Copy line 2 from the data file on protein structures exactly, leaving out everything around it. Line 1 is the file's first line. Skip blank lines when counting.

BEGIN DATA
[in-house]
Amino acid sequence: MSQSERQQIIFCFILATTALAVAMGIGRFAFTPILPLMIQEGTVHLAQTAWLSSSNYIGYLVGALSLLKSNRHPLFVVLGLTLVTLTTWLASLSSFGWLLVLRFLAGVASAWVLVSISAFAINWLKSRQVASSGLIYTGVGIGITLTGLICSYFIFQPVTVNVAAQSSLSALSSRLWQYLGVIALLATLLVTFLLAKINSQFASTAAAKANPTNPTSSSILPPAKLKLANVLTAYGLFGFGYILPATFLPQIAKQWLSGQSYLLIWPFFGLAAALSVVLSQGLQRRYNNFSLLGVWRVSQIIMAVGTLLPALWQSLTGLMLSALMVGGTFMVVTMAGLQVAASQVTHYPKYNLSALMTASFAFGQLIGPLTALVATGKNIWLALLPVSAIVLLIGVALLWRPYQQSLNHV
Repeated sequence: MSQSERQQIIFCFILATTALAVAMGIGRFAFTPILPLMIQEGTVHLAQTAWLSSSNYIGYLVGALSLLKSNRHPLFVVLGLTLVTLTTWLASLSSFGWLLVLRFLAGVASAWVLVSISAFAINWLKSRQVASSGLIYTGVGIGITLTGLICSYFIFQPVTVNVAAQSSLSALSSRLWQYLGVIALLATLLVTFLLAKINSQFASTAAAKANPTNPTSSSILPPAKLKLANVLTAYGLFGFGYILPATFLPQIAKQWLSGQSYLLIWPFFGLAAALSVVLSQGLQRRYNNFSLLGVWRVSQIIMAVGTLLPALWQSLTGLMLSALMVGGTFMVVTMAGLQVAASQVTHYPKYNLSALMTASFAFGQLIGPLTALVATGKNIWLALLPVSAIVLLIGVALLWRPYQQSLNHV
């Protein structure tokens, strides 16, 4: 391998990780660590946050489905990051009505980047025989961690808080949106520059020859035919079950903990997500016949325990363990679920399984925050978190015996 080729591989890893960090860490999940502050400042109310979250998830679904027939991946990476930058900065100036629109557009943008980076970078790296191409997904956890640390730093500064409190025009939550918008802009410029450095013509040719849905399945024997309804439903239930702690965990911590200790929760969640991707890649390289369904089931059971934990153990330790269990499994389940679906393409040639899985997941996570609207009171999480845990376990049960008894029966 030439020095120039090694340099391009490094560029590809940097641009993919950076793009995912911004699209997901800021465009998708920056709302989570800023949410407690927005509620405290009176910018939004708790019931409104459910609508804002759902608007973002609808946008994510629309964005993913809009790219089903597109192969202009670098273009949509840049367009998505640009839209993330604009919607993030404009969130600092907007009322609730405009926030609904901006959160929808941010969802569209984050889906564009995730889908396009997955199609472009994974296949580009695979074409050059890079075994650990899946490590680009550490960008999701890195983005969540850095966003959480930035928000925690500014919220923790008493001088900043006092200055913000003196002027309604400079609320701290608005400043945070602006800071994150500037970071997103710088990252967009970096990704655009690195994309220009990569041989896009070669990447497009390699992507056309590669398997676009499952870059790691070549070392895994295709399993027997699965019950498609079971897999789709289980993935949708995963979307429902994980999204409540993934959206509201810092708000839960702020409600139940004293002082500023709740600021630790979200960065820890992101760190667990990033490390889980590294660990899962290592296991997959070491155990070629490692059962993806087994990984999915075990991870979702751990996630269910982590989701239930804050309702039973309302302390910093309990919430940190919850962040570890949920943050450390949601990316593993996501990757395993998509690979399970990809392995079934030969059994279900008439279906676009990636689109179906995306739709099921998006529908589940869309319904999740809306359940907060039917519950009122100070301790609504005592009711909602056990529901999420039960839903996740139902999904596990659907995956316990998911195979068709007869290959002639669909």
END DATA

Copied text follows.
Amino acid sequence: MSQSERQQIIFCFILATTALAVAMGIGRFAFTPILPLMIQEGTVHLAQTAWLSSSNYIGYLVGALSLLKSNRHPLFVVLGLTLVTLTTWLASLSSFGWLLVLRFLAGVASAWVLVSISAFAINWLKSRQVASSGLIYTGVGIGITLTGLICSYFIFQPVTVNVAAQSSLSALSSRLWQYLGVIALLATLLVTFLLAKINSQFASTAAAKANPTNPTSSSILPPAKLKLANVLTAYGLFGFGYILPATFLPQIAKQWLSGQSYLLIWPFFGLAAALSVVLSQGLQRRYNNFSLLGVWRVSQIIMAVGTLLPALWQSLTGLMLSALMVGGTFMVVTMAGLQVAASQVTHYPKYNLSALMTASFAFGQLIGPLTALVATGKNIWLALLPVSAIVLLIGVALLWRPYQQSLNHV